On his way back through the tubes, Token Black Guy has an unfortunate run in with the alien blob and its infinitely long tentacles. Roger and Adrienne see the white dot practically on top of Token Black Guy's red dot, so Roger decides to blow the hatch in the tubes and suck the blob out into space. He activates the hatch, and an instant later the red dot disappears. Adrienne smiles and laughs with the belief that the remaining white dot is actually Token Black Guy, and he's just freezing to death. Of course, she's mistaken, but what you may not realize is that she's also a fucking moron. There is a red dot and a white dot. You know that the white dot is in the process of killing the red dot. You blow the hatch, the red dot disappears, and the white dot stays in precisely the same place. HOW FREAKING STUPID WOULD YOU HAVE TO BE TO EVEN POSSIBLY THINK THAT THE WHITE DOT IS THE RED DOT IN DISGUISE? Adrienne's stupidity prompts Roger to spout the line, "That's not Cal's dot," which has a dual distinction. On the one hand, it is without a doubt the lamest line in the history of science fiction. On the other hand, it reveals that Token Black Guy's name is actually Cal! How nice of you to finally mention that, now that he's dead and it will never come up again! I hate you, Lance Lindsay.
Well, what do you know, the only people who are left are the two who hate each other. What an unforeseen coincidence! Now that things are looking bleak, Adrienne's cool, collected facade vanishes. Being a weak, defenseless woman, she just doesn't have the strength to deal with both a killer Jell-o mold and the fact that she is rapidly becoming less and less attractive physically. It sure is a good thing she has a brave man to protect her. While Adrienne and Roger take a nap, secure in the knowledge that they can sleep soundly without being disturbed by their crewmates, since they've all had their juices sucked out by the alien death blob, the blob itself goes through a startling transformation. Well, it's really not so much a transformation so much as it's a replacement by a different puppet. But this one has eyes! Two big, huge eyes! Isn't that weird?
That is one stoned alien. Just look at those eyes.
The computer warns that the air supply has been terminated and oxygen levels are already down to seventy percent. Roger wakes up, and by the time he gets to a terminal, the oxygen drops another ten percent. The computer states that he gave the order to kill the oxygen forty-five minutes ago. Not to get bogged down in mathematics again, but if it takes all of six seconds for the oxygen level to drop another ten percent and the order was given forty-five minutes ago, then Roger and Adrienne are, by all rights, ever so dead. They just haven't realized it yet. Roger gives the computer an order to restrict access to the terminal on the bridge, and the air level immediately returns to normal. Roger is a little cheesed, because the computer is programmed to only respond to his voice. He also surmises that he's playing into the blob's hand - uh, tentacles - by cutting off computer access to the rest of the ship. His rationale is that now the blob can't cut off the oxygen from outside the bridge and he and Adrienne can't cut off the oxygen from outside the bridge, either. I swear to God, that's how he figures he's being played. Now, I don't care how superintelligent that blob is, if it's playing mind games on its quest to kill them, then what would that accomplish? The blob obviously doesn't need oxygen to live, it doesn't care. Were Roger and Adrienne really planning on having to shut off the air supply from outside the bridge sometime in the near future? If so, did they have any sort of reason for it? If they're just suicidal, there must be a hundred better ways to go about it.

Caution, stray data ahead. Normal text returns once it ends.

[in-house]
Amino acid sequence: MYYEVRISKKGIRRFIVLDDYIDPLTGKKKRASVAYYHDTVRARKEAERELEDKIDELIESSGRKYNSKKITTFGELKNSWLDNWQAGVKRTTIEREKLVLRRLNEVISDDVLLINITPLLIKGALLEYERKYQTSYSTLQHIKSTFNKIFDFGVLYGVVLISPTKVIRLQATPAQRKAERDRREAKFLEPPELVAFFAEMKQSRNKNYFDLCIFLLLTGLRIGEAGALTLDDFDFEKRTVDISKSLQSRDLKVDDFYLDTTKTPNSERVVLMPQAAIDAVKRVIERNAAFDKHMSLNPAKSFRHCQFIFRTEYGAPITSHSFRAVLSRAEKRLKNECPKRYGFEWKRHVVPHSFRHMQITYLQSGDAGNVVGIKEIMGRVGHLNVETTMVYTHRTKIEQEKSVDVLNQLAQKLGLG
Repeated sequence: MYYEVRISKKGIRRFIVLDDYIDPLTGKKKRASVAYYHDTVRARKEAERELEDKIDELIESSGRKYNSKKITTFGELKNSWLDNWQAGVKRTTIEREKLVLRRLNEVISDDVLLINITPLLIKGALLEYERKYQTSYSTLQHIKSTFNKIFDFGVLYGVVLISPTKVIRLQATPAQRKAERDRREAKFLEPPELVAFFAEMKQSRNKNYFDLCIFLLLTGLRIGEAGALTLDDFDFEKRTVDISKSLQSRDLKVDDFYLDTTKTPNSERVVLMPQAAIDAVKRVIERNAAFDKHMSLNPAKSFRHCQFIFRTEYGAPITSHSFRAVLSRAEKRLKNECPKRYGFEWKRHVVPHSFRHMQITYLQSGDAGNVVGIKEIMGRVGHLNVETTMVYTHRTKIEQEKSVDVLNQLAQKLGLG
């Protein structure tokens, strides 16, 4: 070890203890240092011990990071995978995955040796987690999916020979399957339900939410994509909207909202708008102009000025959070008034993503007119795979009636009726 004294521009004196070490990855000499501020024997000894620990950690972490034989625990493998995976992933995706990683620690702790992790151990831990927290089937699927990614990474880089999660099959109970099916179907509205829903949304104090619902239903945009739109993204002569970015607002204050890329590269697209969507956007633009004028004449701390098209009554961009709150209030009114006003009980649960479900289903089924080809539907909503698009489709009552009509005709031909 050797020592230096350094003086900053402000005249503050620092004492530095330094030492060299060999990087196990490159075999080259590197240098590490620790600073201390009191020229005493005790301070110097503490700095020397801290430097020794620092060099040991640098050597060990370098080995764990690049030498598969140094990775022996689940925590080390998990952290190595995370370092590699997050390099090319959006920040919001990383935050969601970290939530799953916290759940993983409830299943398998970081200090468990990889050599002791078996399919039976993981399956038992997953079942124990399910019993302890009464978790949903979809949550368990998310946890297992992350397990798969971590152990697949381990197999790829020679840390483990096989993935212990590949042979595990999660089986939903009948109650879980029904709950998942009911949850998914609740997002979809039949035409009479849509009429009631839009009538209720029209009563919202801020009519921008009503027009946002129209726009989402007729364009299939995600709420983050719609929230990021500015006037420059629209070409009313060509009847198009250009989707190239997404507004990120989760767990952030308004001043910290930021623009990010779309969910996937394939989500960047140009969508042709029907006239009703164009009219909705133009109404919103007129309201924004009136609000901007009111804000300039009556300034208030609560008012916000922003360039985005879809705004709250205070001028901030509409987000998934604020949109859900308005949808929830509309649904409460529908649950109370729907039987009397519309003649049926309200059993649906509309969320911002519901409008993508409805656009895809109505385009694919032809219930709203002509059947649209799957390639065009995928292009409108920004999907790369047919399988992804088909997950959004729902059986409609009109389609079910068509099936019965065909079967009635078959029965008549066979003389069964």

OODLES OF SCIENCE!
Roger and Adrienne find the missing recording of the routine expedition to Mars. It had been cleverly hidden in the video player. They watch with wonderment as the two hick astronauts play catch with a football from three feet apart. That sort of defeats the thrill of playing catch in a low-gravity environment. The whole point is that you can throw farther. If you stand close together, the only difference is that the ball moves a little slower. Yeehaw, nothing like flying thirty-five million miles to play catch for retards. After that, Roger just fast forwards the recording. Apparently in the future fast forward buttons will be equipped with their own comical, old-timey music to make the sped up motion funnier! It's not "Yakety Sax," but it'll do! Future, here I come!
Just then, another ship makes contact. Unfortunately, the transmitter's busted, and Roger can't respond. The other ship asks them to make a right turn if they're doing alright. The ship turns right on its own. Roger makes absolutely no attempt to stop it. Nice work, douche. Adrienne bursts into hysterics. Meanwhile, the blob makes a wrench levitate. So it's fun fun happy time all around! Later, Roger and Adrienne go over notes that the old crew left behind, or something. They say that the old crew did tests on the blob and found that it was incredibly intelligent and growing rapidly. That's sort of odd. I didn't think the old crew even realized what they found was anything more than a rock before they all died. Oh wait, that's because they didn't. I don't want to say this script was just thrown together or anything, but there's no conceivable way for me to finish this sentence without implying it. Oh, also the crystal is actually a supercomputer and some sort of power source. That's just terrific. If you'll excuse me for a moment, I'm going to break a lava lamp over my head and scald myself with the goop inside until I forget about this movie.
Maria Mitchell is shown holding a telescope to each eye, using them to ogle passing hunks on the street below. OOOGA! Her tongue rolls out like a firehose, her eyes comically bulging through the ends of the telescopes.